postulated mutation-driven convergence or conversion events between lineages. This low level of polymorphism extended into the region of exon 2 encoding the p sheet, found at the floor of the antigen binding groove. In contrast, the portion of exon 2 encoding the a helix, found at the ridge of the antigen binding groove, was remarkably polymorphic. Here the pattern was consistent with localized gene conversion at a microscopic level with polymorphism within allelic lineages and sharing of nucleotide substitutions common between lineages (Fig. 12.5). They concluded that recent shuffling of existing alleles by gene conversion generated this highly localized diversity. The low level of intronic diversity was also postulated as being consistent with the single origin hypothesis of human populations with an effective breeding population size of 10 000 over the past million years (estimated based on the very low diversity at non-HLA loci of 0.1%) (Li and Sadler 1991) rather than estimates of 100 000 based on the persistence of HLA allelic lineages over tens of millions of years (Takahata 1993).
More recent analysis based on more extensive sequencing at the DRB1 locus, including full length alleles together with comparisons between primate species of different lineages, suggest a recent origin for alleles (Bontrop 2006; von Salome et al. 2007). The DRB1*03 lineage is found in humans, chimpanzees, bonobos, gorillas, and orangutans, and an ancestral 'proto 03' lineage is postulated. If only the exon 2 sequences are used to construct the phylogenetic tree, all lineages predate the separation of humans and chimpanzees an estimated 5 million years ago. Many lineages are, however, unique to humans (such as *8, *11, *13, *14, *15, and *16) and analysis using the dataset excluding exon 2 is consistent with this. Some of the motifs subject to gene conversion shuffling within the antigen recognition sequences may be very ancient but it is believed that the alleles are being generated relatively rapidly with the average age of within lineage diversity estimated at less than 1 million years (von Salome et al. 2007).
The reference DNA sequence for the MHC, like the rest of the human genome, comprised a composite of many haplotypes with DNA fragments derived from different individuals. In 2004 the first results of the MHC Haplotype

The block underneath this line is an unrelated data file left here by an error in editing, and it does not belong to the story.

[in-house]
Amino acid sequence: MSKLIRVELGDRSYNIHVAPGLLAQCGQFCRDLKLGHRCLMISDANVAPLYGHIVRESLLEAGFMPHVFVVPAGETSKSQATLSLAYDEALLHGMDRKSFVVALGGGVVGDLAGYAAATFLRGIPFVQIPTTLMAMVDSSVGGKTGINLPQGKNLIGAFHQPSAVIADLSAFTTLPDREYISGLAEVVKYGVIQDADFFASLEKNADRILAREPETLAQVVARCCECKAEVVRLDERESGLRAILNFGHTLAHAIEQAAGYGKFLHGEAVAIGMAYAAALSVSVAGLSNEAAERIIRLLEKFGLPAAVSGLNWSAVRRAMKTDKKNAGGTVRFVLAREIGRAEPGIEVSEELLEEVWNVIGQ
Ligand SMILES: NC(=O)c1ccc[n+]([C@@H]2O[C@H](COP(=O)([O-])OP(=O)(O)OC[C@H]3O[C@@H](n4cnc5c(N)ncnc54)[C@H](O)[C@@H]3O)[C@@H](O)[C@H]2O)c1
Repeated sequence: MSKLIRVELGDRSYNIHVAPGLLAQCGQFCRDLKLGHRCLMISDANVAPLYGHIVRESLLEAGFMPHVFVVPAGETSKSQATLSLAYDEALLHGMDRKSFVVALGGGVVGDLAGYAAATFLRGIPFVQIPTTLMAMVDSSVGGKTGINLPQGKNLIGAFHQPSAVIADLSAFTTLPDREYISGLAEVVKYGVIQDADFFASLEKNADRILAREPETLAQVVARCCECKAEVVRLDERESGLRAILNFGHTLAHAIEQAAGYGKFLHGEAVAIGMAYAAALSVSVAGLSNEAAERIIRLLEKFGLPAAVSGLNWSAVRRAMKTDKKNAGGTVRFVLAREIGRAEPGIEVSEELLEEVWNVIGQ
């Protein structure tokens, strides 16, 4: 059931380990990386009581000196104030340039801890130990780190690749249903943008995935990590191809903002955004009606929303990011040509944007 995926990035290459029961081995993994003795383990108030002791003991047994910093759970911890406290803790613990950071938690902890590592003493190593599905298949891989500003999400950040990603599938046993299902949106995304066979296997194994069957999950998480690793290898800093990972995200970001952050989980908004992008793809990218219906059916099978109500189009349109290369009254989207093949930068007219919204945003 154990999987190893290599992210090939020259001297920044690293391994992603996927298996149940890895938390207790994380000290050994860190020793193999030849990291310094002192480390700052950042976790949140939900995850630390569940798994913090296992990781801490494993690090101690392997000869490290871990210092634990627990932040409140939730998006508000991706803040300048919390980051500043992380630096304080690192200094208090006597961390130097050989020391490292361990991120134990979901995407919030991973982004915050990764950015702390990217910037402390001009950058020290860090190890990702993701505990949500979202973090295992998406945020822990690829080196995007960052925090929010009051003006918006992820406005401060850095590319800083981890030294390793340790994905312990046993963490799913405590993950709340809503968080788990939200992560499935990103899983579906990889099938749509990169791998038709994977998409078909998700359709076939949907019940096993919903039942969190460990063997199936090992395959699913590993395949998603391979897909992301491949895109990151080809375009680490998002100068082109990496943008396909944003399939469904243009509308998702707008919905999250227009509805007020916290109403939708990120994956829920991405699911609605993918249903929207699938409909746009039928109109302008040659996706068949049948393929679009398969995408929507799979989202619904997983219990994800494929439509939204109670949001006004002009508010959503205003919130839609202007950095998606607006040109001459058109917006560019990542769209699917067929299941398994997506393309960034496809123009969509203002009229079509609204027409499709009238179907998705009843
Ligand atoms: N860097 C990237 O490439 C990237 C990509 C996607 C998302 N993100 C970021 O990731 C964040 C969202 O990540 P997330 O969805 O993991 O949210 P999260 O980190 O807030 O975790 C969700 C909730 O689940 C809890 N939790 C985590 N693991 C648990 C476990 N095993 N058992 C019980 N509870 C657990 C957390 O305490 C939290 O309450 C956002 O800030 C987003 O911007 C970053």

Project (http://www.sanger.ac.uk/HGP/Chr6/ MHC/) were published (Stewart et al. 2004a), providing a resource unique to the MHC whereby a DNA sequence would be available comprising a single contiguous haplotype from one individual. This 'homozygous' DNA was available from consanguineous cell lines each of which comprised a single MHC haplotype. The MHC Haplotype Project aimed to sequence eight different MHC haplotypes using bacterial artificial chromosome (BAC) library clones derived from eight cell lines from the Tenth International Histocompatibility Workshop (Allcock et al. 2002). The cell lines were selected as representing common MHC haplotypes found in north European populations that were known to be associated with susceptibility to disease (Box 12.6). The hope was that this work would help identify the specific genetic variants within the extended haplotypes which were responsible for disease susceptibility, as well as broader questions about the nature and frequency of genetic diversity, the ancestral origins and relationships of haplotypes, and their structure.
What has the MHC Haplotype Project told us? We now have a contiguous sequence comprising a single haplotype to use as a reference sequence (the DNA sequence of the PGF cell line). The MHC haplotypes are the first long range single haplotypes sequenced in the human genome. Over 44 000 variants were identified by comparing the three haplotypes (Horton et al. 2008). Comparing PGF and QBL, for example, there were 17 695 sequence differences of which 15 345 were single nucleotide substitutions and the remainder insertion/
deletion events (indels) (Traherne et al. 2006b). The single nucleotide substitutions were most frequent at classical class I and II loci as expected, with the ratio of nonsynonymous to synonymous substitutions 3 : 1 at these regions (HLA-A, -B, -C, -DR, -DQ) compared to non-classical loci where the ratio was 1 : 1. This is consistent with positive selection acting on genes in the classical loci resulting in the higher frequency of polymorphism altering the amino acid structure of the encoded proteins.